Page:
FCA removal of commission on protection products would be a "complete disaster" but could happen, adviser network Tenet has warned.
Geoffrey Clarkson, executive director of the Tenet group, and panellist at Marketforce's Future of Protection event yesterday, said a commission ban would undermine products and demolish adviser business models that sell therm.
He said: "It would be a complete disaster if the FCA was to take the commission ban forward and it could very well do that."
Second of three panellists at the session entitled Evaluating the changing role of advice in protection, Lee Schopp, finance director at British Friendly Society, echoed the view that a commission ban would be "disastrous".
"Nobody will pay fees to visit an adviser for protection. It will move people away from advisers and probably the people that most need protection who will last the least time financially if they could not work," he said.
"It would mean people not really knowing what they are buying and comparing on price alone and that would be very bad."
Third panellist Alan Lakey, partner principal of advice firm Highclere Financial Services, said commission rewarded advisers for finding customers in the first place not for putting business on the books.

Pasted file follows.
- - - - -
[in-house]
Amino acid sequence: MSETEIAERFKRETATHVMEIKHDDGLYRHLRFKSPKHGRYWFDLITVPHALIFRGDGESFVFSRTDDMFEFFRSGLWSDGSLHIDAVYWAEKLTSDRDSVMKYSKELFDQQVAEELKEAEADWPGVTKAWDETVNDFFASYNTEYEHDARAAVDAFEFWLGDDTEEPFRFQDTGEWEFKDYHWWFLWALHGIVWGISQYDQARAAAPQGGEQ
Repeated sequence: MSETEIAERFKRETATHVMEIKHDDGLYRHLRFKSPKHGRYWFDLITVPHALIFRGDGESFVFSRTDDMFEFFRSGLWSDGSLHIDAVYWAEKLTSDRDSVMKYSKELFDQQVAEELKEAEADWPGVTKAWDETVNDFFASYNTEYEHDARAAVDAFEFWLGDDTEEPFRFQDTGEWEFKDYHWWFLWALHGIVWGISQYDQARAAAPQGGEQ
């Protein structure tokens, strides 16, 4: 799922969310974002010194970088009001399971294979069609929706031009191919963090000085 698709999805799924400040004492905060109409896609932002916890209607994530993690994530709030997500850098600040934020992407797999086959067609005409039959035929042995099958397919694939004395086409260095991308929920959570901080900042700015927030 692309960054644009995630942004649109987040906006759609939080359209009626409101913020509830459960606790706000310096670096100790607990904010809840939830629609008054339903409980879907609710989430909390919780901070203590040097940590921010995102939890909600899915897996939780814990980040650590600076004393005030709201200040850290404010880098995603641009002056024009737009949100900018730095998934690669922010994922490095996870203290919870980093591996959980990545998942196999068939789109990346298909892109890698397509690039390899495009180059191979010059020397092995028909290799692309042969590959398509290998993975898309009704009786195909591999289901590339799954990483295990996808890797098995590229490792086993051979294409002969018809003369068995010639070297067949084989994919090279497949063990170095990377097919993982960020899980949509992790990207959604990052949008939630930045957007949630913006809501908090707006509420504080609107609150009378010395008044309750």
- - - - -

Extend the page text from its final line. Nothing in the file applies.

He said: "Removing commission would be catastrophic. There has to be some financial reward for advisers who are effectively doing marketing on behalf of the provider.
"Sites such as the Money Advice Service (MAS) rely on the consumer making the first move. But for that you need advisers or a face-to-face discussion. Am I impressed by the MAS? No I am not. I think it is a complete waste of money. My money."
Schopp said direct-to-consumer channels could be seen as an opportunity for the industry as anything that helped people progress with protection cover was a good thing.
Clarkson said: "There is a strong argument for the models that lead people through the process online but offers advice at some stage. Integrating the systems this way has its attractions but not many are doing that because of the complexities of regulation.
"If we want people to have more protection and not rely on the state then the regulator needs to make that model easier."
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